WESTFIELD, NJ — A week before the commencement of the new school year, Westfield's Board of Education discussed its work over the summer, the board and district goals as well as the Anti-Bullying Bill of Rights Act School Self-Assessment at its Tuesday meeting.
“Over 50 different curriculum were revised, including Mandarin,” said Superintendent Dr. Margaret Dolan. “Mandarin III will be offered this year.”
Aside from the numerous revisions to the curriculum, there were also many physical updates made in the district. Roosevelt Intermediate School’s boiler was replaced and the full system will be installed by Oct. 15.
Eight school roofs were worked on over the summer. Tamaques parent Lauren Guberer asked the board when work on the school’s roof would be completed and if it would cause a distraction to the school day.
“It shouldn’t be any interruption and, if it is, they will continue to work on off hours,” said Board Business Administrator Dana Sullivan.
A presentation on both the board and district goals for the 2014-2015 school year was given.
The first board goal was to elevate board work to be more strategic and forward thinking. The second goal was to clarify governance structures, roles and responsibilities of the board as well as individual boardmanship. Board member Rosanne Kurstedt discussed the need for more workshops to better achieve both goals.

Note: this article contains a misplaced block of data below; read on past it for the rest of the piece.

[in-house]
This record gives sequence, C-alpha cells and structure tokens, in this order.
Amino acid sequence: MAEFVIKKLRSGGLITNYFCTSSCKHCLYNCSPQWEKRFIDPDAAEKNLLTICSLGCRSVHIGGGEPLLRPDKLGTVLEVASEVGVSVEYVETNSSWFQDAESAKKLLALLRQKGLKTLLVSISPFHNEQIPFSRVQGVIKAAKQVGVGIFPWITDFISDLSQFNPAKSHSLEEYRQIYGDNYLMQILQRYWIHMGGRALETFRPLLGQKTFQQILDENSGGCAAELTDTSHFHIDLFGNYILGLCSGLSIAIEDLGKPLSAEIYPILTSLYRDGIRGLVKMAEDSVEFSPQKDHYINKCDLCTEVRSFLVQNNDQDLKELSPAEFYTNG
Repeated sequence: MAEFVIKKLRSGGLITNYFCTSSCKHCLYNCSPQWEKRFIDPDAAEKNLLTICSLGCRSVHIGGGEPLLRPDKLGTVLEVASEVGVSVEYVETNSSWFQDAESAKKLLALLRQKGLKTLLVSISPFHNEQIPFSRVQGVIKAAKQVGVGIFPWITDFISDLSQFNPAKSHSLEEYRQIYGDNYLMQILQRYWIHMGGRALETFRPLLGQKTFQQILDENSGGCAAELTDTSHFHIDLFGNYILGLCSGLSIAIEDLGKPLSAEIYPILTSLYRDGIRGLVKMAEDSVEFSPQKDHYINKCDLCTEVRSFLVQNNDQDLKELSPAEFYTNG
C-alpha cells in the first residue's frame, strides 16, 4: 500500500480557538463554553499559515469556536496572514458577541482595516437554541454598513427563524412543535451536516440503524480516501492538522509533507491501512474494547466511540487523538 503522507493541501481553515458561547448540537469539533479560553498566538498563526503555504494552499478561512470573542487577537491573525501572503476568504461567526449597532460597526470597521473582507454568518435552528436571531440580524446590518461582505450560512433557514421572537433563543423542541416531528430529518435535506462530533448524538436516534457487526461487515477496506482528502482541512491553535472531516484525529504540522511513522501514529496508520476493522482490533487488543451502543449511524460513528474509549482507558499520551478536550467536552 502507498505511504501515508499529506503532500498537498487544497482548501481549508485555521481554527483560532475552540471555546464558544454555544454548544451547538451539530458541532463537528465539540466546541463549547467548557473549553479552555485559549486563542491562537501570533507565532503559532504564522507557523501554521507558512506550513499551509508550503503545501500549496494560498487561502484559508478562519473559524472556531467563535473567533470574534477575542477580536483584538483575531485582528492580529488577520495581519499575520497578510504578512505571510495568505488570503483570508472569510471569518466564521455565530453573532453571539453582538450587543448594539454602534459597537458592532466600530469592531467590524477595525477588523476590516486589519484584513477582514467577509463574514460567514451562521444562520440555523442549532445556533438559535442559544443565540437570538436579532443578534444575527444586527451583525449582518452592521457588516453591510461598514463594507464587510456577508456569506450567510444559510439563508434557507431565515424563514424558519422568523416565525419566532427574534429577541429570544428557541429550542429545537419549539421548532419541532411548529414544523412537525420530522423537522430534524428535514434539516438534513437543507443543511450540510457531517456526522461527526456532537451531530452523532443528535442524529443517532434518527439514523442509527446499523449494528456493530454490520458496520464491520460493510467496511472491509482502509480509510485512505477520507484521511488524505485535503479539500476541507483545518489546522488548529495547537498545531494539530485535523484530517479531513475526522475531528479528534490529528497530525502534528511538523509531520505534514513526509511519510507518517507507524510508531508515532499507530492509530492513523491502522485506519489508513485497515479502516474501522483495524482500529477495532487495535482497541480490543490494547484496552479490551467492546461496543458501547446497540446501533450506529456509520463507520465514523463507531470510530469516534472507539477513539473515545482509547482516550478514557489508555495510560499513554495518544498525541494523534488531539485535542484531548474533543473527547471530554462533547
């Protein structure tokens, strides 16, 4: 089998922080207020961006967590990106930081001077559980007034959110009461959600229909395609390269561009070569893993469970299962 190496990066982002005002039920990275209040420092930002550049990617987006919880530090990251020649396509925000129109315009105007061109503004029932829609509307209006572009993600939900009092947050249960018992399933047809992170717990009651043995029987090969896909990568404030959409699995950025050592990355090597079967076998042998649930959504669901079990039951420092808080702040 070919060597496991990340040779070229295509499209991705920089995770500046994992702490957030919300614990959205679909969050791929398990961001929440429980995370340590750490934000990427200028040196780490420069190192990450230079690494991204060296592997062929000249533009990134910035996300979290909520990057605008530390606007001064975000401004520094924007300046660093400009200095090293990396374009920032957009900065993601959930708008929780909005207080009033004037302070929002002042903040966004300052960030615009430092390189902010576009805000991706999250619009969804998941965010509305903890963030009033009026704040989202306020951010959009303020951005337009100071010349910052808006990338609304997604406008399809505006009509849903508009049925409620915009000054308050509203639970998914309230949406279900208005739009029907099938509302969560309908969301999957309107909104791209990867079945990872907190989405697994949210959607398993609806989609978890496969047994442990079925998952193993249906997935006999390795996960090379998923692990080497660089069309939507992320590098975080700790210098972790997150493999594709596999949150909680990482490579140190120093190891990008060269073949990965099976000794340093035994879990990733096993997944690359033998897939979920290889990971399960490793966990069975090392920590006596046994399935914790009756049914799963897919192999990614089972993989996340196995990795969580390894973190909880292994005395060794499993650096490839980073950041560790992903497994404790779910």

“A lot of the time we can get caught up in the day-to-day nitty gritty,” said Kurstedt.
District goals came from the five-year strategic plan, which is now in its fifth year. The first had to do with the development or procedures and recommendations to address long-term financial needs. The second dealt with community relations and how to make the work of the district match the community’s needs. Dolan discussed the developing of a community survey to form the basis of the strategic plan that will take place from November to June 2015.
“There is a great deal of work to go,” said Dolan in relation to the survey.
In accordance with the Anti-Bullying Bill of Rights Act, the Westfield School District had a school self-assessment.
The schools were assessed on a zero- to three-point system, with zero as not meeting the requirements and three exceeding them. In the majority of the categories most of the district schools averaged a three. The only school to rate themselves as a zero was Westfield High School, in regard to their staff instruction and training programs.
“That has been rectified and training is already scheduled for this year,” said Dolan.